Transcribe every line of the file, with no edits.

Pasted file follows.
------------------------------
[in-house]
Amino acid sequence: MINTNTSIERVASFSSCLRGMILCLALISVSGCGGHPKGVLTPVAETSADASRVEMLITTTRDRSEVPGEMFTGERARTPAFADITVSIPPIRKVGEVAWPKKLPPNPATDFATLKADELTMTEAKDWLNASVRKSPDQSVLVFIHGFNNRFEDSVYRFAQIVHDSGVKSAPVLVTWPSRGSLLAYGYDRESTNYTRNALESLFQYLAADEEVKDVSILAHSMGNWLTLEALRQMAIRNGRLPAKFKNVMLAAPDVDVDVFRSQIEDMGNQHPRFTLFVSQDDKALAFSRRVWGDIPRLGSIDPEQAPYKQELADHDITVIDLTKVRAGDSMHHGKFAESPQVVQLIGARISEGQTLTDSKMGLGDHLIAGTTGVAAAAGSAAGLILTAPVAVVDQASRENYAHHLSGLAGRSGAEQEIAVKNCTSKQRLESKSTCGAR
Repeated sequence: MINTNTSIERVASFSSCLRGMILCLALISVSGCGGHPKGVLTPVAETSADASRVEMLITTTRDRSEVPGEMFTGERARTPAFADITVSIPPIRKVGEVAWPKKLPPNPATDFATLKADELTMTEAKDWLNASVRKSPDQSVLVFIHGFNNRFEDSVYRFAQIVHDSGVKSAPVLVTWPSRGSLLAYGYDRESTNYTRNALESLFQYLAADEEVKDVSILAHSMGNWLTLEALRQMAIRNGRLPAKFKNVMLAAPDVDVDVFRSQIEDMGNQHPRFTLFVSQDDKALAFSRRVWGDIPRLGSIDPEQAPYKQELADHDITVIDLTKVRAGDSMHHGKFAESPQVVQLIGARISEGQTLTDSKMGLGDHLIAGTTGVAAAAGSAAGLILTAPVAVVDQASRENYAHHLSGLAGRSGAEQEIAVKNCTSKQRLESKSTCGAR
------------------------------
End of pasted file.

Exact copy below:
[in-house]
Amino acid sequence: MINTNTSIERVASFSSCLRGMILCLALISVSGCGGHPKGVLTPVAETSADASRVEMLITTTRDRSEVPGEMFTGERARTPAFADITVSIPPIRKVGEVAWPKKLPPNPATDFATLKADELTMTEAKDWLNASVRKSPDQSVLVFIHGFNNRFEDSVYRFAQIVHDSGVKSAPVLVTWPSRGSLLAYGYDRESTNYTRNALESLFQYLAADEEVKDVSILAHSMGNWLTLEALRQMAIRNGRLPAKFKNVMLAAPDVDVDVFRSQIEDMGNQHPRFTLFVSQDDKALAFSRRVWGDIPRLGSIDPEQAPYKQELADHDITVIDLTKVRAGDSMHHGKFAESPQVVQLIGARISEGQTLTDSKMGLGDHLIAGTTGVAAAAGSAAGLILTAPVAVVDQASRENYAHHLSGLAGRSGAEQEIAVKNCTSKQRLESKSTCGAR
Repeated sequence: MINTNTSIERVASFSSCLRGMILCLALISVSGCGGHPKGVLTPVAETSADASRVEMLITTTRDRSEVPGEMFTGERARTPAFADITVSIPPIRKVGEVAWPKKLPPNPATDFATLKADELTMTEAKDWLNASVRKSPDQSVLVFIHGFNNRFEDSVYRFAQIVHDSGVKSAPVLVTWPSRGSLLAYGYDRESTNYTRNALESLFQYLAADEEVKDVSILAHSMGNWLTLEALRQMAIRNGRLPAKFKNVMLAAPDVDVDVFRSQIEDMGNQHPRFTLFVSQDDKALAFSRRVWGDIPRLGSIDPEQAPYKQELADHDITVIDLTKVRAGDSMHHGKFAESPQVVQLIGARISEGQTLTDSKMGLGDHLIAGTTGVAAAAGSAAGLILTAPVAVVDQASRENYAHHLSGLAGRSGAEQEIAVKNCTSKQRLESKSTCGAR